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USC Students Killed In April Shooting Remembered In Emotional Film

Zhao Chen |
November 18, 2012 | 12:30 a.m. PST

Staff Reporter

Poster of the film "City of Dreams" in AMC/ Zhao Chen
Poster of the film "City of Dreams" in AMC/ Zhao Chen
More than 400 people, mostly Chinese students from the University of Southern California, packed an AMC theater earlier this week to watch the premiere of the 20-minute film "City of Dreams" about two Chinese graduate students shot dead in their car on their way home in April. Many audience members left the free screening so touched by the film that they wished it could have gone on longer.

“I was so deeply touched by it that I cried when I was watching it,” said Xuchen Ding, a USC graduate student. “It brought out a lot of issues. I felt it such a pity to lose two young lives just like us, and I all the more felt that USC should enhance its security service for students.”

Another USC graduate student Tengfei Xu echoed what Ding felt, adding “the film is unveiling many details about life of Chinese students in USC that are so resonating to me. Like they were shot late at night driving home, because Chinese students are often very hardworking, and they went home late after leaving the library or the lab. But should we pay the price of life because we are hardworking?”

Ingrid Carlson, a staff member at USC's University Religious Center walked out of the theater with tears in her eyes.

“It hit me hard personally," she said. "I felt so sad especially thinking about how their parents are going to live with the tragic loss of their children.”

Long before the premiere started at 8 p.m. Tuesday, people eager to watch the “City of Dreams” make its debut were lining up outside the gate of AMC Atlantic Times Square in Monterey Park.

Many people waiting in line there expressed their high expectation of the film.

“It is one of the best kinds of commemoration of the two lost compatriots and to clarify the misinterpretation of Chinese students studying abroad in our home country. It took tremendous amount of efforts and sense of responsibility for the crew and cast member to do this,” said Gracie Wang, a USC graduate student.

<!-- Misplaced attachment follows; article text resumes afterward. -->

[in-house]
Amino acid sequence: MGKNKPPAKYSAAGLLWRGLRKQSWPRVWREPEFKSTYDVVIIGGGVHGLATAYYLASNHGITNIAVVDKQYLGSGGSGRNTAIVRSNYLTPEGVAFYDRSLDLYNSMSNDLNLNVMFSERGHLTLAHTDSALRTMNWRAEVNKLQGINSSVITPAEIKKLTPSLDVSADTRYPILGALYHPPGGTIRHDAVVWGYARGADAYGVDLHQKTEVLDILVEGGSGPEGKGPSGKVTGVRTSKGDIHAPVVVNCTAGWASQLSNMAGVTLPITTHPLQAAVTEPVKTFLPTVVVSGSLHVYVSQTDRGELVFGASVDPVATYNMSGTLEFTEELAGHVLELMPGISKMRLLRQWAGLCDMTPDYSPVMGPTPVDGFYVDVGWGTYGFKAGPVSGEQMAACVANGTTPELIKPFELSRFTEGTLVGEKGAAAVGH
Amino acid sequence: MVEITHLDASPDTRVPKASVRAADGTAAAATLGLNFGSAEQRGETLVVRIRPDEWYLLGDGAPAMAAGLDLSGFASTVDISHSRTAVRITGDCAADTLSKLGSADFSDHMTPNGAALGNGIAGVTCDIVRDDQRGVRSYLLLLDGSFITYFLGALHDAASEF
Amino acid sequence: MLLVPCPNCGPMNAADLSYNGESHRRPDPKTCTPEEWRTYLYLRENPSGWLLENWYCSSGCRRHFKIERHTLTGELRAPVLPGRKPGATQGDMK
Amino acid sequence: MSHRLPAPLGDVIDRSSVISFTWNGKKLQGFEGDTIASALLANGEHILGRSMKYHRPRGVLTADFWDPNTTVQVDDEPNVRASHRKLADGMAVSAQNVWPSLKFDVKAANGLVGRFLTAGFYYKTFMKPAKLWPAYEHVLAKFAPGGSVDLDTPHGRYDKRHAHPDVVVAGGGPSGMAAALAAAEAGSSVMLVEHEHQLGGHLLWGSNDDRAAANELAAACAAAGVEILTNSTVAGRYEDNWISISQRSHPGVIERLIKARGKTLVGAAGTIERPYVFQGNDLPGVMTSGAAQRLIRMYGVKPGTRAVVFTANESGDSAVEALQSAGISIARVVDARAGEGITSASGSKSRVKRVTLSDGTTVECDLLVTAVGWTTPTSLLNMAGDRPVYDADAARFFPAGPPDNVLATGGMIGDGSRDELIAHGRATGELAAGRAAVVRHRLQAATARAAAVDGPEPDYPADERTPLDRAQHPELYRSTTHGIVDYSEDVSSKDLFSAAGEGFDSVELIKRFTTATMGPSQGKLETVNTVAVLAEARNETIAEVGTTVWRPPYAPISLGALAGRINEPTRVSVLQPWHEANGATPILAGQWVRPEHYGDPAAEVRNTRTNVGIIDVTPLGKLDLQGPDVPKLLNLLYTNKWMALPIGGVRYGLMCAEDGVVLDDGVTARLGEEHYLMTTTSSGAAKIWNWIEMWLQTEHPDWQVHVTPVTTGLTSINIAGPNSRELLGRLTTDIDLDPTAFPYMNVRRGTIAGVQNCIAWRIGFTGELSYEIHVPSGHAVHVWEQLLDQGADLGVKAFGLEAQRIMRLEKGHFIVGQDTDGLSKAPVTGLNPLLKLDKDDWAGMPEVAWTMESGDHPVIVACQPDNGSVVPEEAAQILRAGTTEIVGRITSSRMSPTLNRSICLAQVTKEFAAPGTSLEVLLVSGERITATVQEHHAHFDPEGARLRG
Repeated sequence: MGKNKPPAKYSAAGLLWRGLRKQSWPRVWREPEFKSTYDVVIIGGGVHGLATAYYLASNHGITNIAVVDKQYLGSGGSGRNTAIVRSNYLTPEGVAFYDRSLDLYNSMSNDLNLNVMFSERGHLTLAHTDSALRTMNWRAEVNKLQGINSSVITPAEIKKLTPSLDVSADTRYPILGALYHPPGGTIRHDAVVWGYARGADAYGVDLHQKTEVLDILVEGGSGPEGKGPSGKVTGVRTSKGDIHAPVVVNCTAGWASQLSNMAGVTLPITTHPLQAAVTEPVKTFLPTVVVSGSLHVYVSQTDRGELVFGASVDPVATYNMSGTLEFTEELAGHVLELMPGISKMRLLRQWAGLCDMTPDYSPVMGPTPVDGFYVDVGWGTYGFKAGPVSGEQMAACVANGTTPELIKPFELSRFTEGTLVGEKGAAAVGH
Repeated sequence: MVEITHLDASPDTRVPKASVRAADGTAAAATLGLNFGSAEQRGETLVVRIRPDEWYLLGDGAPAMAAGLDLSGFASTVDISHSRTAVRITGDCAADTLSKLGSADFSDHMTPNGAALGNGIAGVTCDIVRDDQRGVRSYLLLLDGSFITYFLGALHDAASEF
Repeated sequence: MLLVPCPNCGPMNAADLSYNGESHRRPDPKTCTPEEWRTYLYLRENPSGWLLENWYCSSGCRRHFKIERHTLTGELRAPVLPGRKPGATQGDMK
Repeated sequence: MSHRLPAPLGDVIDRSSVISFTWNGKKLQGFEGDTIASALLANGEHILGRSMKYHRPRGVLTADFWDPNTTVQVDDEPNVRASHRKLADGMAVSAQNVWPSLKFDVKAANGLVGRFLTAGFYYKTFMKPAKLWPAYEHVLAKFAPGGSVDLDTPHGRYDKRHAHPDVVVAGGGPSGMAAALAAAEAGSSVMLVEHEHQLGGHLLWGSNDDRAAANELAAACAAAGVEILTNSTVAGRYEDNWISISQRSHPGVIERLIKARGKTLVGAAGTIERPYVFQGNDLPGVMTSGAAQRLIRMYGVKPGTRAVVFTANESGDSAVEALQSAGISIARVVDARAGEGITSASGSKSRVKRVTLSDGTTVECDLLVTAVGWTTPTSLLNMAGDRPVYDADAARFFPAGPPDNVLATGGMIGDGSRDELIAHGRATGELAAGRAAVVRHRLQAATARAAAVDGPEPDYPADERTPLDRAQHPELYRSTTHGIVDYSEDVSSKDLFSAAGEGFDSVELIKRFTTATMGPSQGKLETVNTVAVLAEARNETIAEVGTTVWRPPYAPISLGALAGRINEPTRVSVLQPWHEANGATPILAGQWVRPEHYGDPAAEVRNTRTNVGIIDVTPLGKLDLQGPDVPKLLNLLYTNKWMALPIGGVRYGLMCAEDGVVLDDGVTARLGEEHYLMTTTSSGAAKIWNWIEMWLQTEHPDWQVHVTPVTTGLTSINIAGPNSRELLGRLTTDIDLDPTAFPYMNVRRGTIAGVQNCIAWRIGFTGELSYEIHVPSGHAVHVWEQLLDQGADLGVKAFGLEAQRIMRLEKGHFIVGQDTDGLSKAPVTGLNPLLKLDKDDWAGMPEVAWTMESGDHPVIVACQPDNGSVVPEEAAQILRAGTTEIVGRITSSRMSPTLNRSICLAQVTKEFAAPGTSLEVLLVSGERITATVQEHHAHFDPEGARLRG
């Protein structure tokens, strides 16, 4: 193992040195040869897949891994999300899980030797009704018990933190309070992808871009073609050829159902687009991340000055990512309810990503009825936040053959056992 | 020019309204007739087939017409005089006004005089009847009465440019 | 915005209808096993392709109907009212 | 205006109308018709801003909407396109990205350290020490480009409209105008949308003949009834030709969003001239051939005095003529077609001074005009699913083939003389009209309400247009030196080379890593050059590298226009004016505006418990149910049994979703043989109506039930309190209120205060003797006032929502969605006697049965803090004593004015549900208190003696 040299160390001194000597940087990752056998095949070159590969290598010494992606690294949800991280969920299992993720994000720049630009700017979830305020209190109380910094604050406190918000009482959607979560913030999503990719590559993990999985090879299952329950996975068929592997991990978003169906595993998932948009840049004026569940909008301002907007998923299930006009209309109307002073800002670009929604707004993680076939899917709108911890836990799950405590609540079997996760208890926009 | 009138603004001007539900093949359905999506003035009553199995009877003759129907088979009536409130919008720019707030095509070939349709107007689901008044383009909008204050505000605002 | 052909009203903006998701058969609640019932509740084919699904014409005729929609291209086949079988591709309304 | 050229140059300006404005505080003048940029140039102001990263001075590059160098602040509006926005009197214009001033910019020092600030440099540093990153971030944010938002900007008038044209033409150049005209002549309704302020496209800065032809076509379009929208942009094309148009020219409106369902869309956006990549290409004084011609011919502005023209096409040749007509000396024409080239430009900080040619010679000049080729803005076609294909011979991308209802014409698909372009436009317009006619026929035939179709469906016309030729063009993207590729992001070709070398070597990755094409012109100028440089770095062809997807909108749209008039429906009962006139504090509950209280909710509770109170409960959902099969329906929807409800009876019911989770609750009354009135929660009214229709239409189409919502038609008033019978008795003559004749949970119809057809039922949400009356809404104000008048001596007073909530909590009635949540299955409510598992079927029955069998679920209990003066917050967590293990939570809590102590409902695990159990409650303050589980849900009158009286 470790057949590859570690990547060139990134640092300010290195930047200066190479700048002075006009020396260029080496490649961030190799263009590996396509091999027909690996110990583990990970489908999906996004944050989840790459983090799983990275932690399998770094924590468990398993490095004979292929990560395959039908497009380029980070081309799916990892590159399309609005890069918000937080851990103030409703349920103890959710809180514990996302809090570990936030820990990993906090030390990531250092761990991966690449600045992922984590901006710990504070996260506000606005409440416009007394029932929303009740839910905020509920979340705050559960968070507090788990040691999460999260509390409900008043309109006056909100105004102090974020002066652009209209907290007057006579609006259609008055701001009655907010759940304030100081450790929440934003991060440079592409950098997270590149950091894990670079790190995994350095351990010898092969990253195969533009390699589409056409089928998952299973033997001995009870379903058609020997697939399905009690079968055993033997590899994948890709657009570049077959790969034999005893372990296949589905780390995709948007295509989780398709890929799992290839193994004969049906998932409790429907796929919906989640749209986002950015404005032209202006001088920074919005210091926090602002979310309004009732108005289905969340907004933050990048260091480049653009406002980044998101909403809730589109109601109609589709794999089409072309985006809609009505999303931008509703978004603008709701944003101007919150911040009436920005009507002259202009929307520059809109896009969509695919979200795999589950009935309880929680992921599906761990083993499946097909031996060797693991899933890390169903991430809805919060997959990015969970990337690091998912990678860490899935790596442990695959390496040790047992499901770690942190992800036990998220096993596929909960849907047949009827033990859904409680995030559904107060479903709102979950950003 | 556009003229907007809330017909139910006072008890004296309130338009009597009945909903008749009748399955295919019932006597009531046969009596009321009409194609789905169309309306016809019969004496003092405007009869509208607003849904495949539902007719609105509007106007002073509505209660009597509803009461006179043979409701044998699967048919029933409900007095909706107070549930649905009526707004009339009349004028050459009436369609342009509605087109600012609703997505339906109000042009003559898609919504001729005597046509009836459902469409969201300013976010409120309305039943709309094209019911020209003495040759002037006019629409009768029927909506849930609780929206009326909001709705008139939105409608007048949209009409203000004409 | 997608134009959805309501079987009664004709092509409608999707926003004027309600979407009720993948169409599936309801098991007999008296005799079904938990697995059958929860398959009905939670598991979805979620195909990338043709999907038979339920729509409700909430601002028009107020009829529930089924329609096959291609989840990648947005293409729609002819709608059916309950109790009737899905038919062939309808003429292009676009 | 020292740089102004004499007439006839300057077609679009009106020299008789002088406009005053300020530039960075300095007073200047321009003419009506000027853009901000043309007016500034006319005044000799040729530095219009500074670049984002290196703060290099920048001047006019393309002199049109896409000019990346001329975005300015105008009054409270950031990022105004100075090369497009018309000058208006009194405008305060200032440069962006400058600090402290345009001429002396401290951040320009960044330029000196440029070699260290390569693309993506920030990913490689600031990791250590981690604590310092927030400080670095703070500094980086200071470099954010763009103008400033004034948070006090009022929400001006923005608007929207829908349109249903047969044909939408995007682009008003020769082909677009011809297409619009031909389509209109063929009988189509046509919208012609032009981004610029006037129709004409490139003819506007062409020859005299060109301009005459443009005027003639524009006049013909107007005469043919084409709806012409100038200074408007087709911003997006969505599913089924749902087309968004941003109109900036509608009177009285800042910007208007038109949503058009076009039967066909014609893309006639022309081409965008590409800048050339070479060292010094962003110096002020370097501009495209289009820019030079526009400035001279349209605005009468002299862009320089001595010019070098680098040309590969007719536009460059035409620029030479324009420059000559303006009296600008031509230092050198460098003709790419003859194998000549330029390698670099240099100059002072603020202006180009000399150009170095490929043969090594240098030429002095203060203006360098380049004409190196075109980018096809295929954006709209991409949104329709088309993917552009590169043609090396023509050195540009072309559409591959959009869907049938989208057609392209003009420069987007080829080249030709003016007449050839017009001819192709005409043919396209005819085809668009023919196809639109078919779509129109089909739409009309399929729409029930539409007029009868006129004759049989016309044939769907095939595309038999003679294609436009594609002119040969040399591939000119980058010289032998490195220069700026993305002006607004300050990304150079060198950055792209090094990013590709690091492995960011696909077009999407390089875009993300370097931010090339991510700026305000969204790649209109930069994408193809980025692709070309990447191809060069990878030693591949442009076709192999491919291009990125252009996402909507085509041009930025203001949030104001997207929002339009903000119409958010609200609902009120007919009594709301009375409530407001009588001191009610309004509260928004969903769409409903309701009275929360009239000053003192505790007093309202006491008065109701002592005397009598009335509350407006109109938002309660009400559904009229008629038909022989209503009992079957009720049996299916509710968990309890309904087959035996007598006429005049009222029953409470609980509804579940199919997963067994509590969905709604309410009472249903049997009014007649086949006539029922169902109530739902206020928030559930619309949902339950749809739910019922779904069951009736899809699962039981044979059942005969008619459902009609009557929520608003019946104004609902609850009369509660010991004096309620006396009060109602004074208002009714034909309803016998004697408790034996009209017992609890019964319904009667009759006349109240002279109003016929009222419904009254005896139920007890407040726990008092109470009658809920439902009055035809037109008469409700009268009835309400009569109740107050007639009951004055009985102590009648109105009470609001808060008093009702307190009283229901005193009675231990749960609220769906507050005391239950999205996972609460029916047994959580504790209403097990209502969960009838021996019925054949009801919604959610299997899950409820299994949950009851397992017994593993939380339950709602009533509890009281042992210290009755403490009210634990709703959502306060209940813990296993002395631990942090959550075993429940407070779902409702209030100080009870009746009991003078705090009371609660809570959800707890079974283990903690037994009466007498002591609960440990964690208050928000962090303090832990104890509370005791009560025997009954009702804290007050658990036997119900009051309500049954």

Before the screening, both the producer and the director stressed to the audience that making this film was a life-changing decision for them. They expressed gratitude to the parents of Ying Wu and Ming Qu, the two victims of the tragic shooting because -- to their surprise -- the parents gave the crew members consent and encouragement to do this movie about their children.

The film began with an excerpt from Wu’s blog, which sets the optimistic and uplifting tone throughout the film. Translated in English, it reads, “I want to take time by the hand, face the future and say Hi. To embrace that unknown, that infinite possibility. To take it all in and radiate with all potential, to walk into that light, and meet with my finest self.”

The focus of this short film is about love and dream. It features how the young couple were struggling to chase their dream in a different country and how their pure love for each other was supporting them during that process. Their death also exerts a life-altering impact on their best friends, who are also struggling to find where they are and where they want to go in this intricate world.

The film is scheduled to screen in China and other Chinese communities in the U.S. next year, according to Tianhui Ye, the associate producer of “City of Dreams."

“We are really encouraged by how many people are here today," Ye said. "We are hoping by our efforts more and more discussions can be inspired, so that Chinese students studying abroad can have a stronger say on what their life really is."



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Reach the Staff Reporter Zhao Chen here.



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